The line showing the level of flooding
Rural communities face a variety of geographic and economic obstacles that are exacerbated by environmental crises like drought, flood, wildfires and hurricanes. The challenges include:
- Physical barriers: geographic isolation, limited infrastructure and an aging housing stock.
- Economic barriers: higher poverty rates, unemployment and less diversity.
- Institutional issues: reduced health services and limited local government capacity.
Despite the disproportionate vulnerability of rural residents’ homes and communities to climate disasters, traditional sources of public funding for preserving rural housing are shrinking. According to the Housing Assistance Council, 29 percent of housing across rural and small towns is inadequate.
Rural community development nonprofits, including some of the 115 members of the NeighborWorks Rural Initiative, have stepped into this space to deal with substandard housing by offering low-cost financing options and construction services, often in conjunction with each other. Many rural-serving nonprofits offer rehab services as contractors or, more commonly, as by helping homeowners select reliable contractors and monitoring construction.
Basic rehab services, like fixing a leaky roof, addressing structural damage, and updating wiring and plumbing, are offered by most programs. Some organizations have one or more special focus areas like energy efficiency and disaster mitigation.
As an example, member organization Housing Assistance Program of Essex County (HAPEC) served as a stabilizing force for flooded New York communities after Hurricane Irene in 2011. The Au Sable River, a famous trout source running through the Adirondacks, already was prone to flooding during the spring. When Hurricane Irene hit in August, more than 100 roads across Essex County were closed while thousands of residents went without power for days. Essex, along with neighboring counties, declared a state of emergency and by the end of the storm, 73 homes had incurred major damage, with basements flooded and homes ripped off their foundations. Thirty homes were completely destroyed.
The Federal Emergency Management Association offered residents in the county a 75 percent buyout on the value of destroyed homes, but, as is so often the case with natural disasters, low-income residents were hit the hardest. Many of those who stayed behind owed a mortgage on their property, and the buyout would have left them homeless and in debt.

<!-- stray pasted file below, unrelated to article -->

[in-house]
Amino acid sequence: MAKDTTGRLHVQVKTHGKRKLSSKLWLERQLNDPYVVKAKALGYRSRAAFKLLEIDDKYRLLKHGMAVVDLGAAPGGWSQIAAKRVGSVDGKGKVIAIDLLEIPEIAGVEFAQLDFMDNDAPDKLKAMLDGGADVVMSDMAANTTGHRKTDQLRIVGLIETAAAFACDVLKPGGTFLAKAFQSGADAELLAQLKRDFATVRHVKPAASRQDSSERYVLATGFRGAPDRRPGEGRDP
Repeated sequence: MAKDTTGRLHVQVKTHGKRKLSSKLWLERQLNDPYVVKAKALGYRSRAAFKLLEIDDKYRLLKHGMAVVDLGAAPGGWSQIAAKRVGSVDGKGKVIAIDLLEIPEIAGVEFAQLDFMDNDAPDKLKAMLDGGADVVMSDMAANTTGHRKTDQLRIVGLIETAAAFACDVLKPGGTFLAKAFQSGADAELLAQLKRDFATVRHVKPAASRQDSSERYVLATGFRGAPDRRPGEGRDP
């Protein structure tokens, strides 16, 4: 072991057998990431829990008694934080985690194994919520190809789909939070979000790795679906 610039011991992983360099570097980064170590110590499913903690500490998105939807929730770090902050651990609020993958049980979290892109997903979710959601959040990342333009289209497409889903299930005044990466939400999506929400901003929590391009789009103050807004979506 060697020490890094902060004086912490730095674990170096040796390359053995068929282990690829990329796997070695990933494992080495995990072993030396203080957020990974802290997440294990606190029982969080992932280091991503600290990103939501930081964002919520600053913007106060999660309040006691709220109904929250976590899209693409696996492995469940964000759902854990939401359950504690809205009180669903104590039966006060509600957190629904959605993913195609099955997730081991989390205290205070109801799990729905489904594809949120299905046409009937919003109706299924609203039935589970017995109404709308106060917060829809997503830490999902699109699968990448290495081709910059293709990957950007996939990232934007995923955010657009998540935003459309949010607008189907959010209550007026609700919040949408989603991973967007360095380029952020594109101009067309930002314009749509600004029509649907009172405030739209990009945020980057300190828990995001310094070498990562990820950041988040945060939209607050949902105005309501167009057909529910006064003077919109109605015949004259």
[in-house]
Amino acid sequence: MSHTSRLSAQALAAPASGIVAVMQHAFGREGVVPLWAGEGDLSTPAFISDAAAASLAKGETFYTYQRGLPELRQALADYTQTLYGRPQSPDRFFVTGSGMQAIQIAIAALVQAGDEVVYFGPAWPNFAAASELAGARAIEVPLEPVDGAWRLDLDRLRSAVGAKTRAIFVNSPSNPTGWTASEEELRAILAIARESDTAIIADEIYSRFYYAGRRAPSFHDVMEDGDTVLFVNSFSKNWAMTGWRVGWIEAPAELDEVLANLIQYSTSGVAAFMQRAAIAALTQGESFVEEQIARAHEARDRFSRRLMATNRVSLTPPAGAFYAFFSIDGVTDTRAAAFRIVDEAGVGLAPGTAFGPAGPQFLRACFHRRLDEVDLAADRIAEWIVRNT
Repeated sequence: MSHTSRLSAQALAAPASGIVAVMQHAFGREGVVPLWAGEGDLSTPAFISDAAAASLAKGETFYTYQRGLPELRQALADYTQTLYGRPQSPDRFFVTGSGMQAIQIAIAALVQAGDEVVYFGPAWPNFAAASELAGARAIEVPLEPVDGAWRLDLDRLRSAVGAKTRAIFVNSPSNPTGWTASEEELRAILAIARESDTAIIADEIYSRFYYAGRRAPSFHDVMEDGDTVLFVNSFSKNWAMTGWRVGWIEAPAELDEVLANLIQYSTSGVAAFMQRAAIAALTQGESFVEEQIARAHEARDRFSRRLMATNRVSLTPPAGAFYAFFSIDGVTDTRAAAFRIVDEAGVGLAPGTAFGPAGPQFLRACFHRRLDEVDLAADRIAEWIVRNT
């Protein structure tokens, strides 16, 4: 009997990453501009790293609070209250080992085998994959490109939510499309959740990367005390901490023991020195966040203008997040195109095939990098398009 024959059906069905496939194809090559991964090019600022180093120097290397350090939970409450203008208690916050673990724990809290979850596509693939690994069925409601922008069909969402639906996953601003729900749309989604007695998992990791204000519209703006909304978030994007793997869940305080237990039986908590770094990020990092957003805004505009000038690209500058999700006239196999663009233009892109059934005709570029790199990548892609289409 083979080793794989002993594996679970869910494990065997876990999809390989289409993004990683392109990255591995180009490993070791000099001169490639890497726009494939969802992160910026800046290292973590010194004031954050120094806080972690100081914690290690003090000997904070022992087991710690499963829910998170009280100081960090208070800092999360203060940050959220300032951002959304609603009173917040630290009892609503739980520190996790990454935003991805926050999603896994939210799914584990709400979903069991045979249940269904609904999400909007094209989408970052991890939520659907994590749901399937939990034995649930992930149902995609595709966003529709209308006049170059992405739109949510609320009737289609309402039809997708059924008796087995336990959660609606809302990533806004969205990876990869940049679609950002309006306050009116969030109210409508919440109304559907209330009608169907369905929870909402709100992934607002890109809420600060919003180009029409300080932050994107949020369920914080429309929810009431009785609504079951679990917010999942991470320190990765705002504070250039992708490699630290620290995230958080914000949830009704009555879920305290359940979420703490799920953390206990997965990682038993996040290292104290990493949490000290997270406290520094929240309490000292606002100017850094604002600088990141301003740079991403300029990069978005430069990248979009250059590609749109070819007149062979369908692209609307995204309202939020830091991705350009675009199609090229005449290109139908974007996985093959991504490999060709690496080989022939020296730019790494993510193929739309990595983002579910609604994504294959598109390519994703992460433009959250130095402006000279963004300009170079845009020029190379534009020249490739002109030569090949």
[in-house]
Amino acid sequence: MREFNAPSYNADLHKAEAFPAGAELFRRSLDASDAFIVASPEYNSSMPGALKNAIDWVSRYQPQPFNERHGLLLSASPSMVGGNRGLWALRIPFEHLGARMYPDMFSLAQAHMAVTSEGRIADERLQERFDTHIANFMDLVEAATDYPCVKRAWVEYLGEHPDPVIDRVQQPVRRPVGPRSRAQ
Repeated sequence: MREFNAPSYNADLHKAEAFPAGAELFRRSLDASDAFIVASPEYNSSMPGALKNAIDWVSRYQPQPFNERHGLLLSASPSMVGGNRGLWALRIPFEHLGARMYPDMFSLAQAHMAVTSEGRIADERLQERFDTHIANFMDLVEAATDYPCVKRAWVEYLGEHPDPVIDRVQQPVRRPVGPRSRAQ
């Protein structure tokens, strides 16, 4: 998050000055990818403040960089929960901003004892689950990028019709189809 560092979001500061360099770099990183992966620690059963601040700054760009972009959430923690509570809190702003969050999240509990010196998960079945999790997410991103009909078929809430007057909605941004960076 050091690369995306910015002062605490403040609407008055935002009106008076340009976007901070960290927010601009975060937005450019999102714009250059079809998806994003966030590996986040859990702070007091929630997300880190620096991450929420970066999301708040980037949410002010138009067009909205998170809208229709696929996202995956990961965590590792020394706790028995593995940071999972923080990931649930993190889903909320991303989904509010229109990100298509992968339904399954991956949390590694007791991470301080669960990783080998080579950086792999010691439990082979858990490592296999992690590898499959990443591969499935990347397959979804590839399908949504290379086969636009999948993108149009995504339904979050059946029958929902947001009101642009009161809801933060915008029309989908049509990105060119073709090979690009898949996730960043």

HAPEC stepped in to offer affordable rehab, completing 20 repairs to leaky roofs and flooded basements, along with floor and insulation replacement for manufactured homes.
During a recent visit, Bruce Misarski, HAPEC’s community development director, pointed to the cement wall beside the Au Sable River that marked where the water level had risen during the spring flood, then to adjacent empty lots where houses were destroyed after Irene dropped 10 inches of rain in a matter of just 12 hours. He said, “It’s weird because it left this patchwork of a neighborhood. But some people stayed, and they’re the heart and soul of this community.”
Joann and Gene in their rehabbed home.
Joann and Gene were among those residents who wanted to stay after the storm. They had lived in their old farmhouse in Essex County for 35 years and raised their two children there, both of whom are still living nearby. Having weathered perennial harsh winters and three major storms in five years, their house already was in need of urgent rehabilitation at the time of the storm; the rickety steps leading down to the washer and dryer in the basement were a safety hazard. When the storm hit, the wind lifted the surface of the roof off of their house. Windows were broken and the ceiling was damaged and stained.
Fortunately, by combining HUD CDBG funds with support from Wells Fargo and a NeighborWorks America Safe and Sound grant, HAPEC was able to fix their roof and replace the windows and siding on the house. And moving the washer and dryer up to the ground floor relieved Joann from the routine stress of navigating the uneven staircase.
In the months following the hurricane, FEMA partnered with HAPEC and other local agencies like the Red Cross, Salvation Army and United Way to establish a long-term recovery committee. When FEMA left after the emergency assistance was complete, these groups continued to meet monthly, serving as a core network of volunteer emergency responders. They also worked to strengthen the community’s capacity to be ready the next time a storm hit or the river flooded.
“With climate the way it is today, you have to be prepared,” Misarki said, “because it’s just going to happen again.”